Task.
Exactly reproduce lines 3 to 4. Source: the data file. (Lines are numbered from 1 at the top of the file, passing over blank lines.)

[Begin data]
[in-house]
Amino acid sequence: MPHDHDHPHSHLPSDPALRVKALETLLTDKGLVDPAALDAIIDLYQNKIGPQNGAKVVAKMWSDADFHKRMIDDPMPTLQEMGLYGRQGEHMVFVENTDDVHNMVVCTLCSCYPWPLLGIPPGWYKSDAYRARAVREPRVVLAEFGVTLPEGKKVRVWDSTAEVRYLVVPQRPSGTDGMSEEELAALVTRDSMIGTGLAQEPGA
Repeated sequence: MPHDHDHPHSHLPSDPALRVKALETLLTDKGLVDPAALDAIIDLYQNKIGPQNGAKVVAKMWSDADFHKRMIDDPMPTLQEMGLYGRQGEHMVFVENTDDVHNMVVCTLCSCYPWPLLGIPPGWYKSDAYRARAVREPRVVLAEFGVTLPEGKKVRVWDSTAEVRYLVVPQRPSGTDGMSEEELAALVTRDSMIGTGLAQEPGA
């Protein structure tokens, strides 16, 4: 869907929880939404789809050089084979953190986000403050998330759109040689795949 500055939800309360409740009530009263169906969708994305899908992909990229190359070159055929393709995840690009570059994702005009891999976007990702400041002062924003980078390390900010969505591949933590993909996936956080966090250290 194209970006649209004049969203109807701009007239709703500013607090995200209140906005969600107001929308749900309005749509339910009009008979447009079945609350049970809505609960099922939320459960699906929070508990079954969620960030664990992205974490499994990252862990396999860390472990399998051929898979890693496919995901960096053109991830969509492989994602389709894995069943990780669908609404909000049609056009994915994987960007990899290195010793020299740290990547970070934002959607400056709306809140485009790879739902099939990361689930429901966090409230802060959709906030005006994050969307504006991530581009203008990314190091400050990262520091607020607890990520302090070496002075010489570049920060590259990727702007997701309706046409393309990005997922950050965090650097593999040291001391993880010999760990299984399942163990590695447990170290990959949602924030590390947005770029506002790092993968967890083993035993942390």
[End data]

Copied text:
Repeated sequence: MPHDHDHPHSHLPSDPALRVKALETLLTDKGLVDPAALDAIIDLYQNKIGPQNGAKVVAKMWSDADFHKRMIDDPMPTLQEMGLYGRQGEHMVFVENTDDVHNMVVCTLCSCYPWPLLGIPPGWYKSDAYRARAVREPRVVLAEFGVTLPEGKKVRVWDSTAEVRYLVVPQRPSGTDGMSEEELAALVTRDSMIGTGLAQEPGA
């Protein structure tokens, strides 16, 4: 869907929880939404789809050089084979953190986000403050998330759109040689795949 500055939800309360409740009530009263169906969708994305899908992909990229190359070159055929393709995840690009570059994702005009891999976007990702400041002062924003980078390390900010969505591949933590993909996936956080966090250290 194209970006649209004049969203109807701009007239709703500013607090995200209140906005969600107001929308749900309005749509339910009009008979447009079945609350049970809505609960099922939320459960699906929070508990079954969620960030664990992205974490499994990252862990396999860390472990399998051929898979890693496919995901960096053109991830969509492989994602389709894995069943990780669908609404909000049609056009994915994987960007990899290195010793020299740290990547970070934002959607400056709306809140485009790879739902099939990361689930429901966090409230802060959709906030005006994050969307504006991530581009203008990314190091400050990262520091607020607890990520302090070496002075010489570049920060590259990727702007997701309706046409393309990005997922950050965090650097593999040291001391993880010999760990299984399942163990590695447990170290990959949602924030590390947005770029506002790092993968967890083993035993942390």